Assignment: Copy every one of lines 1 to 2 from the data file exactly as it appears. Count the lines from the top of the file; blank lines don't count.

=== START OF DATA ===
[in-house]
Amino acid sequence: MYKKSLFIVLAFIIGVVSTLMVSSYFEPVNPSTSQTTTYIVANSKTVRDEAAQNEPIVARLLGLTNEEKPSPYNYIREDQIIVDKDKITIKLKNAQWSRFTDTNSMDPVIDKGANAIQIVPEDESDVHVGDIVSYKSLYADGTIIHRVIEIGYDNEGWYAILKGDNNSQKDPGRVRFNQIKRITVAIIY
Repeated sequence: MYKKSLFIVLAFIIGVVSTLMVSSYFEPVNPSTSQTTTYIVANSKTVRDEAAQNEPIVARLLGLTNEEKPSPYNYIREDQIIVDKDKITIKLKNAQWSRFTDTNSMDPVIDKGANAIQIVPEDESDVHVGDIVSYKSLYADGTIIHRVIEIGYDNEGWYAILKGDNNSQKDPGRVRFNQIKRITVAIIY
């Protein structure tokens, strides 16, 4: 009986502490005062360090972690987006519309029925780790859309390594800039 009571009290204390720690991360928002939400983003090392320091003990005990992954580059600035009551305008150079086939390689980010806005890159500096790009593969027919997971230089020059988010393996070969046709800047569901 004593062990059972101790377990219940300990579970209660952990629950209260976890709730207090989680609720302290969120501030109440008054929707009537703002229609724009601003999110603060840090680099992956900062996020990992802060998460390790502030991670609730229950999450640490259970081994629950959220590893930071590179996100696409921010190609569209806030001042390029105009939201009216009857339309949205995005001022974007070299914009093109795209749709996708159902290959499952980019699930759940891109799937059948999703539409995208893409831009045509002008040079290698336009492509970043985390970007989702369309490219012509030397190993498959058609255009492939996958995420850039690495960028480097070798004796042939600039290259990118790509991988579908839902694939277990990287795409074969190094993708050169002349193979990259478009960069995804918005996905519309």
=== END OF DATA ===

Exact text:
[in-house]
Amino acid sequence: MYKKSLFIVLAFIIGVVSTLMVSSYFEPVNPSTSQTTTYIVANSKTVRDEAAQNEPIVARLLGLTNEEKPSPYNYIREDQIIVDKDKITIKLKNAQWSRFTDTNSMDPVIDKGANAIQIVPEDESDVHVGDIVSYKSLYADGTIIHRVIEIGYDNEGWYAILKGDNNSQKDPGRVRFNQIKRITVAIIY